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9.3 Incorporating Images, Charts, and Graphs

Learning Objectives

  1. Know how to insert images into a body of text.
  2. Understand the role of visual rhetoric in argument and other genres of communication.
  3. Be aware of standard guidelines for choosing images.

Charts and graphs have long been part of research papers. With the growth of computer capabilities that can capture the world visually, research papers today typically include more charts, graphs, and images than those produced in previous years.

Physically Placing Images into Text

When you insert an image into your text, you must make some physical decisions. One of the most common choices is to place the image to the right or left of your text.

Figure 9.6

Another choice is to move the text down to create page-wide space for the image. In such situations, the image is typically placed above the related text. This format is usually used at the beginning of a document where the image treatment doesn’t break up the text.

Uses and Abuses of Visual Rhetoric

You should choose visuals to advance your argument rather than just to decorate your pages. Just as you would not include words that are fluff, you should not include meaningless images.

Also, just as you aim to avoid the use of fallacies in your text, you also need to be careful not to use fallacious visuals. (See Chapter 4 "Joining the Conversation", Section 4.3 "Rhetoric and Argumentation" for more on fallacies.) For example, if you were arguing for or against the proposition that big dogs make good pets for families, you might show a picture of a Rottweiler. Figure 9.7 shows how the “for” side could choose a docile example (Rottweiler A), while the “against” side could choose a ferocious example (Rottweiler B) in order to support their respective claims.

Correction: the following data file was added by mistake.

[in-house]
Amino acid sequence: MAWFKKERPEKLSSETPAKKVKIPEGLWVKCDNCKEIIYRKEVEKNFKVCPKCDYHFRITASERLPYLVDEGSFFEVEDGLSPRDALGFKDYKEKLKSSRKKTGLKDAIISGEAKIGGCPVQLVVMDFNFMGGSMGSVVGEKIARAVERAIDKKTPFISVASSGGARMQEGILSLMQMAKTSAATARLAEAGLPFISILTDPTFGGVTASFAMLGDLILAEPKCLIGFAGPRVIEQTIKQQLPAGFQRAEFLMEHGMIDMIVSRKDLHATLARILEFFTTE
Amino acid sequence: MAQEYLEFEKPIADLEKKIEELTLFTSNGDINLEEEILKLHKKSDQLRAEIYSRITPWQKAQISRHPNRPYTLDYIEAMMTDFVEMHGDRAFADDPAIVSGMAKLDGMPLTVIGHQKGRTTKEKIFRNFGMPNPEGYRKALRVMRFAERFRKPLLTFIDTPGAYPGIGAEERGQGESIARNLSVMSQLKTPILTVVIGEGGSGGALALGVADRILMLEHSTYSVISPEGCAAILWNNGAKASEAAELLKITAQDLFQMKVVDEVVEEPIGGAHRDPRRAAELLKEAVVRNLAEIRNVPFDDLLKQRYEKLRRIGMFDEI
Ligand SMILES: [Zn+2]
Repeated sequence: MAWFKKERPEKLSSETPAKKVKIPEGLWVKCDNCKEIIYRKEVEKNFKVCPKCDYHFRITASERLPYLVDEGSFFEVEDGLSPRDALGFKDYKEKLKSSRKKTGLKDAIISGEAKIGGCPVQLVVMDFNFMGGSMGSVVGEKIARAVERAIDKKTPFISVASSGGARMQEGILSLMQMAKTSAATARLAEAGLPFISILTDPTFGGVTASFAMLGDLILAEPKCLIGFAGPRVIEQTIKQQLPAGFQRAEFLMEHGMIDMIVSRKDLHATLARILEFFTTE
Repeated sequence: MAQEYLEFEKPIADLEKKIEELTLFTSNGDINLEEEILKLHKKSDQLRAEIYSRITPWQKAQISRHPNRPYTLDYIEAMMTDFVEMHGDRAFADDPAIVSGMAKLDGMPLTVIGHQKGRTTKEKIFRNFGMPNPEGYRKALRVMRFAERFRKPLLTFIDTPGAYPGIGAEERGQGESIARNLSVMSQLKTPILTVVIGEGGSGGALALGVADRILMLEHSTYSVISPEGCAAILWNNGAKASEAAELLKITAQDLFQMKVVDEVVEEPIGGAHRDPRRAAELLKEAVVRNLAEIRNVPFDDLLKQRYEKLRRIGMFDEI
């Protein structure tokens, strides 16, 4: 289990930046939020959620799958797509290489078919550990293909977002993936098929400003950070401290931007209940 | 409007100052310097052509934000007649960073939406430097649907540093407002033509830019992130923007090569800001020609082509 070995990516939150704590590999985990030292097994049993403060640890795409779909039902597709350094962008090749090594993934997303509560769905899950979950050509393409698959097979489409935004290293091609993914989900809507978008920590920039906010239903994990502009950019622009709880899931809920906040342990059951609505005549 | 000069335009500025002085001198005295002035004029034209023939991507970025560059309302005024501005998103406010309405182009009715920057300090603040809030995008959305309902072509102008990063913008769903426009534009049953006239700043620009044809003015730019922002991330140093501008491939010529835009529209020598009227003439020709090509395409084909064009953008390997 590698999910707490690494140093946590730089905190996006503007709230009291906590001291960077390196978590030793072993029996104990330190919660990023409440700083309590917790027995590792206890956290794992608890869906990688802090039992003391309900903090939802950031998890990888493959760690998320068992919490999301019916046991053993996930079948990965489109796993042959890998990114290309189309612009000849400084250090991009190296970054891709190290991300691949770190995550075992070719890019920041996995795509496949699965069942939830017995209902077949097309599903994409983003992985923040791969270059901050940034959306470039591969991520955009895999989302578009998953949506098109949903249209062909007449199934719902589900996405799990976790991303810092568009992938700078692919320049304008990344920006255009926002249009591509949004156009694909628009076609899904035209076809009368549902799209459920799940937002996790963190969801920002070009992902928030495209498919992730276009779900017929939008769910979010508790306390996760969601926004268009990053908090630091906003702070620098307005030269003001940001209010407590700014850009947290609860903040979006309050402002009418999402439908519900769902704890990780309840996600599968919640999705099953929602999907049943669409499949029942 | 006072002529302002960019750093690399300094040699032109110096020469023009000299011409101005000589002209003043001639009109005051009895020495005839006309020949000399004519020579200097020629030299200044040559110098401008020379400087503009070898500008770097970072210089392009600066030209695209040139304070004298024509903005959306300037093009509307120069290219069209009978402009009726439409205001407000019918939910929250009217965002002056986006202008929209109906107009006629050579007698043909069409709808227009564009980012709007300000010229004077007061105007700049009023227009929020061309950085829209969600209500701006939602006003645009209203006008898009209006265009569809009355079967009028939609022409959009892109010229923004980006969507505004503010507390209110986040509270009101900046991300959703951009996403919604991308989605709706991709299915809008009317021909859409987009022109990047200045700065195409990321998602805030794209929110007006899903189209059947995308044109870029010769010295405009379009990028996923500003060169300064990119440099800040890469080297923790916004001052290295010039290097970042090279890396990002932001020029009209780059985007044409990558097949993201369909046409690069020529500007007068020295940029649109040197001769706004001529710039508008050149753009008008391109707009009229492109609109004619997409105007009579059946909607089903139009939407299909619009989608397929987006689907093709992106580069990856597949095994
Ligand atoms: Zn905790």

Thanks to common programs such as Photoshop, you can easily alter a photo, but make sure to do so ethically. For example, say that you are making an argument that the Moser Company unfairly hires only young people and disposes of employees as they age. You decide to show a photo of some of the employees to make your point. You crop the original photo in Figure 9.7 (Moser Company A) into the version shown as Moser Company B. This cropping choice would be an example of a faked, misleading photo and would be unethical.

More than likely, you have seen tables or graphs that paint a reality that is not exactly accurate. For example, the two graphs in Figure 9.7 could be used as proof that “twice as many” high school teachers as grade school teachers choose to use computer-driven whiteboards. Graph A seems to support this statement nicely. If you look at Graph B, however, you realize that the entire sample includes only three teachers, so “twice as many” means, literally, two out of three—an inadequate sample that leads to neither impressive nor convincing data. Be very careful not to misrepresent data using tables and graphs, whether knowingly or accidentally.

Figure 9.7

Weighing Your Options for Visuals